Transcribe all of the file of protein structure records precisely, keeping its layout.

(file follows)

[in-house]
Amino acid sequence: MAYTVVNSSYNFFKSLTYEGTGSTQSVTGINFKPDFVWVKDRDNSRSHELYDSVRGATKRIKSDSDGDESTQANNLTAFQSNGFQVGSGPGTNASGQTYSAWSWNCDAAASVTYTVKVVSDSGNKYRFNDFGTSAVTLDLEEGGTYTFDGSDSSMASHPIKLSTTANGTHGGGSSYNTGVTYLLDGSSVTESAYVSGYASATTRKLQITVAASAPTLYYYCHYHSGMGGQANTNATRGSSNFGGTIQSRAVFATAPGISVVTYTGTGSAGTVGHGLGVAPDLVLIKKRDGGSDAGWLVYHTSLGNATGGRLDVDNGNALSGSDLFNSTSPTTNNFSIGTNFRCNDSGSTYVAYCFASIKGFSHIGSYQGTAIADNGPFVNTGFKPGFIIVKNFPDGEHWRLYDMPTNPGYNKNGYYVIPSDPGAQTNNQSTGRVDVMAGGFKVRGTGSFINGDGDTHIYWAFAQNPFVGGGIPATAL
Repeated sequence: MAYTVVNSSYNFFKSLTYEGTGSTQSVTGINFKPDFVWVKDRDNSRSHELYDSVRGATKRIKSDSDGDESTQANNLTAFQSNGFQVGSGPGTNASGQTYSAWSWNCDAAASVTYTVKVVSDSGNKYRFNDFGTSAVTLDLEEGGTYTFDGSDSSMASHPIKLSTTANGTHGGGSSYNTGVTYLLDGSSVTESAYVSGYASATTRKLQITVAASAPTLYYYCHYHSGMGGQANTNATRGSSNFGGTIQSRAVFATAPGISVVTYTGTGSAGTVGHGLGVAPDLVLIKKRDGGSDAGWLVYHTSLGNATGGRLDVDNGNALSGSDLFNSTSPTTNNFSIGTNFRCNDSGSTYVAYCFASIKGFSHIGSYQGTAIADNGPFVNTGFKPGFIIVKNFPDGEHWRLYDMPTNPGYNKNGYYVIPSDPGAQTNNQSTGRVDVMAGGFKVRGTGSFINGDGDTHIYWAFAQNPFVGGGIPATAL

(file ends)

[in-house]
Amino acid sequence: MAYTVVNSSYNFFKSLTYEGTGSTQSVTGINFKPDFVWVKDRDNSRSHELYDSVRGATKRIKSDSDGDESTQANNLTAFQSNGFQVGSGPGTNASGQTYSAWSWNCDAAASVTYTVKVVSDSGNKYRFNDFGTSAVTLDLEEGGTYTFDGSDSSMASHPIKLSTTANGTHGGGSSYNTGVTYLLDGSSVTESAYVSGYASATTRKLQITVAASAPTLYYYCHYHSGMGGQANTNATRGSSNFGGTIQSRAVFATAPGISVVTYTGTGSAGTVGHGLGVAPDLVLIKKRDGGSDAGWLVYHTSLGNATGGRLDVDNGNALSGSDLFNSTSPTTNNFSIGTNFRCNDSGSTYVAYCFASIKGFSHIGSYQGTAIADNGPFVNTGFKPGFIIVKNFPDGEHWRLYDMPTNPGYNKNGYYVIPSDPGAQTNNQSTGRVDVMAGGFKVRGTGSFINGDGDTHIYWAFAQNPFVGGGIPATAL
Repeated sequence: MAYTVVNSSYNFFKSLTYEGTGSTQSVTGINFKPDFVWVKDRDNSRSHELYDSVRGATKRIKSDSDGDESTQANNLTAFQSNGFQVGSGPGTNASGQTYSAWSWNCDAAASVTYTVKVVSDSGNKYRFNDFGTSAVTLDLEEGGTYTFDGSDSSMASHPIKLSTTANGTHGGGSSYNTGVTYLLDGSSVTESAYVSGYASATTRKLQITVAASAPTLYYYCHYHSGMGGQANTNATRGSSNFGGTIQSRAVFATAPGISVVTYTGTGSAGTVGHGLGVAPDLVLIKKRDGGSDAGWLVYHTSLGNATGGRLDVDNGNALSGSDLFNSTSPTTNNFSIGTNFRCNDSGSTYVAYCFASIKGFSHIGSYQGTAIADNGPFVNTGFKPGFIIVKNFPDGEHWRLYDMPTNPGYNKNGYYVIPSDPGAQTNNQSTGRVDVMAGGFKVRGTGSFINGDGDTHIYWAFAQNPFVGGGIPATAL